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FHWA Home / Safety / Geometric Design / Publications / Mitigation Strategies For Design Exceptions

Project Description and Context

Interstate 235 is an urban freeway approximately 14 miles (22 km) long that runs through the heart of Iowa’s capital city. The freeway serves downtown Des Moines, the state capital complex, Drake University, and other local destinations.

The original freeway, constructed in the 1960s, was reconstructed in the mid 2000s. The design speed selected for the reconstruction project was 60 mi/hr (100 km/h), with a posted speed limit of 55 mi/hr. The design year (2025) traffic volume was 151,000 vehicles per day. Because the project involved full reconstruction, design criteria from the current AASHTO guidance (A Policy on Design Standards, Interstate System) were used.

The reconstruction project focused on improving safety and operations through the corridor, as well as replacing aging infrastructure. The project elements included:

Figure 72. Interstate 235 before reconstruction.

FIGURE 72

Interstate 235 before reconstruction.

Figure 72 is a photo showing a view of the Interstate before construction.  There is a left-hand entrance, deteriorating pavement, and non-standard median guardrail mounted behind curb. Old, uninteresting bridges span the freeway.

Figure 73. Interstate 235 after reconstruction.

FIGURE 73

Interstate 235 after reconstruction.

Figure 73 is a photo showing a view of the Interstate after construction.  There are four lanes of traffic in each direction, shoulders wide enough to accommodate vehicles, and a concrete median barrier.  In the distance, there is an aesthetically pleasing pedestrian bridge with one span over the freeway and a blue "basket–handle" arch. The appearance, condition, and geometry of the freeway is much improved as compared to the "before" photo.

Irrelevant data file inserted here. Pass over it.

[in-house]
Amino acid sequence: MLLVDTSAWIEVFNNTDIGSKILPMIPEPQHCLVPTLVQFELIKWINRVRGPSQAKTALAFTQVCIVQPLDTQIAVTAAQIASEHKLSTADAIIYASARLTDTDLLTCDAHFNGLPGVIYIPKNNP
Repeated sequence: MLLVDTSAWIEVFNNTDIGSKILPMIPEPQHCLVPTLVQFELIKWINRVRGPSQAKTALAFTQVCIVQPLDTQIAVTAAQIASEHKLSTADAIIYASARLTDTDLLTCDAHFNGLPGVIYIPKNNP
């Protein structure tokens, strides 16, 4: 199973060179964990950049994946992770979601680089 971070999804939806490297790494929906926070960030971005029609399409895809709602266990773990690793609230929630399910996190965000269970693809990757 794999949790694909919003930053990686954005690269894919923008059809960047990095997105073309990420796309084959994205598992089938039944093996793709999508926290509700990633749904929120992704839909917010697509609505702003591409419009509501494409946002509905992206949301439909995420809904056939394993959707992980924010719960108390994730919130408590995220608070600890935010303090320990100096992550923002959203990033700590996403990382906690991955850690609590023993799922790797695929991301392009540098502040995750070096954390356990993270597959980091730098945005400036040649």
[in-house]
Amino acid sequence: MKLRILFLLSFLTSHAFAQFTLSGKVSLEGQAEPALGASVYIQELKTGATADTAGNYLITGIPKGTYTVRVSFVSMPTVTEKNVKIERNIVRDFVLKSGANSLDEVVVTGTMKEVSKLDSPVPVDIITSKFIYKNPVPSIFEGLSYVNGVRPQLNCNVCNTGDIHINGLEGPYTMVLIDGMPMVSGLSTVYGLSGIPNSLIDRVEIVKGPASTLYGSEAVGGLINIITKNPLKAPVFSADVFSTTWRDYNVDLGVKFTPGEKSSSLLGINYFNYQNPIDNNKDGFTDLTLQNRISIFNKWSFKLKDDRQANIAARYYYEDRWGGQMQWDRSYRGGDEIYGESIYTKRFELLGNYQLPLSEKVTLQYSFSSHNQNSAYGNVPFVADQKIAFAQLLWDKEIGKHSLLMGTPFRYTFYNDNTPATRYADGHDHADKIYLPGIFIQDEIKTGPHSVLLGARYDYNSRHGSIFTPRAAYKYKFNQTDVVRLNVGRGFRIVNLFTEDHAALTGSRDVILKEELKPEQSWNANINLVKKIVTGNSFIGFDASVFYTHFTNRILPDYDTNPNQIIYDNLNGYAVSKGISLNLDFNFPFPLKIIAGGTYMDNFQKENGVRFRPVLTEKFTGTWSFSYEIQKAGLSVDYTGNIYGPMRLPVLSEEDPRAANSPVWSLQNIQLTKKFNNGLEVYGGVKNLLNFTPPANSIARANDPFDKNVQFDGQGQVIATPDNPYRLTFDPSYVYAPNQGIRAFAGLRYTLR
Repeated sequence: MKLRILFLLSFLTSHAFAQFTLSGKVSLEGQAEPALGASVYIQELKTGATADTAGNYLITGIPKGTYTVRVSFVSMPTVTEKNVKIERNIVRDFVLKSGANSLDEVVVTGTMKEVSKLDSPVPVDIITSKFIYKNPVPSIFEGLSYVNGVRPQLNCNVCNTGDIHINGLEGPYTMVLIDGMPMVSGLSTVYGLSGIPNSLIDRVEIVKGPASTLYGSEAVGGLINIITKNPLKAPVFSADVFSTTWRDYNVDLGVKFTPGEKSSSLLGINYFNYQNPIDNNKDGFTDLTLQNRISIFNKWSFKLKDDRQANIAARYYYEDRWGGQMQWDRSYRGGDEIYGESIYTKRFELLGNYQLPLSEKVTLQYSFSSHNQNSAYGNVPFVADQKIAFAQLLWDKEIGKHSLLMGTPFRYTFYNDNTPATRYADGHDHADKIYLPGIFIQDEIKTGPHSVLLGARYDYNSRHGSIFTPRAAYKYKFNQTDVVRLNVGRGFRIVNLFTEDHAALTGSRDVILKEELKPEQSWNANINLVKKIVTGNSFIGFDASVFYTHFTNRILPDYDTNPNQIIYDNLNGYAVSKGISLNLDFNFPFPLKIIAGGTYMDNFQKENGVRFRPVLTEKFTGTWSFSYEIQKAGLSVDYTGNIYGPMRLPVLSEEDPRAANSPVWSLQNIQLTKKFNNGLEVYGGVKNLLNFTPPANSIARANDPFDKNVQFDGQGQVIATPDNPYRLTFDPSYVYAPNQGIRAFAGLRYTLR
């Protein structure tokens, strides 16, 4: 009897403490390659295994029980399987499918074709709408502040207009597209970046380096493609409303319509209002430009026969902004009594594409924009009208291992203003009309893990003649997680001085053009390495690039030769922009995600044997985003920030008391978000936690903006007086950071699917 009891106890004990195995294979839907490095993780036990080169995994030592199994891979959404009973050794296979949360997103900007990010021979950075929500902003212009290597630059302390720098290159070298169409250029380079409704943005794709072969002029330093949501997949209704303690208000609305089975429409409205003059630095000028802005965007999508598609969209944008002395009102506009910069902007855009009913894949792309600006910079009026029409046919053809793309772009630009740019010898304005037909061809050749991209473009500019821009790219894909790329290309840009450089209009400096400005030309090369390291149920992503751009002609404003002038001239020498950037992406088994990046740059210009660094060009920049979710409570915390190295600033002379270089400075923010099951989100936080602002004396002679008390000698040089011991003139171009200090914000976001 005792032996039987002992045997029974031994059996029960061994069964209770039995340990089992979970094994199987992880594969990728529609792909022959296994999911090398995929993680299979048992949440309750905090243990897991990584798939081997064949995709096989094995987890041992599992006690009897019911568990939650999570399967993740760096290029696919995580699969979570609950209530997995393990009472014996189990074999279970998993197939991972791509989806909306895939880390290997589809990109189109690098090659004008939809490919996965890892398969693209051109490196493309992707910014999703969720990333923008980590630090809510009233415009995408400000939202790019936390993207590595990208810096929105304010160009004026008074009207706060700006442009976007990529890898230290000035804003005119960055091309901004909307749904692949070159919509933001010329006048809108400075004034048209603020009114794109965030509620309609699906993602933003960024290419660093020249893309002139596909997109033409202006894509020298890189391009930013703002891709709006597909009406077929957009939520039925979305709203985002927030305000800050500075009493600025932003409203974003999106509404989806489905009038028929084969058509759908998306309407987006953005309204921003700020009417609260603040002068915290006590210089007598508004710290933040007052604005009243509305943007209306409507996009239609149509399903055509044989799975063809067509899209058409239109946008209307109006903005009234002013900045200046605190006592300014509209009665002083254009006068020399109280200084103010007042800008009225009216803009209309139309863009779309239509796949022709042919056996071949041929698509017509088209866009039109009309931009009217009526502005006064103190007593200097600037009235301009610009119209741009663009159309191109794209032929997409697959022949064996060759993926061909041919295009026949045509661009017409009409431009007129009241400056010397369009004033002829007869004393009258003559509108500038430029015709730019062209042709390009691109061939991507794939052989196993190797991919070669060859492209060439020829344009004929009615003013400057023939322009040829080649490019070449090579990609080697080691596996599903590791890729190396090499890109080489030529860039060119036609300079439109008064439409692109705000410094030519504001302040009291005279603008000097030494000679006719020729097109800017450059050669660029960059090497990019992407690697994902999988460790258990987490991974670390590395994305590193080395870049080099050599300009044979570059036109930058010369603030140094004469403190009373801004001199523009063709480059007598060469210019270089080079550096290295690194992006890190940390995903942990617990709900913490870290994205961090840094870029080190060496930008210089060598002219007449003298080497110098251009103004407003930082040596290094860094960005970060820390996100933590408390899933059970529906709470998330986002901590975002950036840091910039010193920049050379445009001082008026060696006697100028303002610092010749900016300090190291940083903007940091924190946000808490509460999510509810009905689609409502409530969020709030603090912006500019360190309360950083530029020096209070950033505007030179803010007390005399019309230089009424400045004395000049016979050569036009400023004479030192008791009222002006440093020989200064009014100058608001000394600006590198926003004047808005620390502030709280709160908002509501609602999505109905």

Site Constraints

The design cross section that was used through much of the freeway corridor is illustrated in Figures 74 and 75. Twelve-foot (3.6-m) lanes, 12-foot (3.6-m) outside shoulders, and 12-foot (3.6-m) inside shoulders were provided, consistent with FHWA’s adopted criteria from AASHTO’s A Policy on Design Standards, Interstate System.

Figure 74.  Cross section within the unconstrained locations. Note the 12-foot (3.6-m) outside shoulders, and 12-foot (3.6-m) inside shoulders.

FIGURE 74

Cross section within the unconstrained locations. Note the 12-foot (3.6-m) lanes, the 12-foot (3.6-m) outside shoulders, and 12-foot (3.6-m) inside shoulders.

Figure 74 is a drawing of the design cross section used throughout much of the I-235 corridor, where the cross section was not constrained.  All lanes and shoulders meet criteria and are 12 feet (3.6 meters) wide.

Through most of the corridor, the existing median width was 50 feet (15.2 m), which meant that the added lanes, full shoulders, ramp connections, and median barrier could be accommodated within the median. However, over a length of about 4.6 miles (7.4 km), the existing median was about 10 feet (3.0 m) narrower than the rest of the corridor, which was not enough space to meet full design criteria for all of the cross-sectional elements.

Within this constrained area, providing a cross section that fully met criteria would have significantly increased the costs and impacts of the project on adjacent land uses. In addition to the right-of-way impacts, nearly $28 million would have been incurred for construction costs to widen the freeway to the outside, including significant utility relocation.

Figure 75. The unconstrained cross section.

FIGURE 75

The unconstrained cross section.

Figure 75 is a photo showing the cross section used throughout much of the I-235 corridor, where the cross section was not constrained.  There are full-width lanes and shoulders and a 10-foot (3.0-meter) median with concrete barrier on each side and lighting down the middle.  Crushed brick has been used to fill the space between the median barriers, and there is a new overhead structure in the distance, further illustrating the improved appearance of the new freeway.
 
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Page last modified on April 1, 2019
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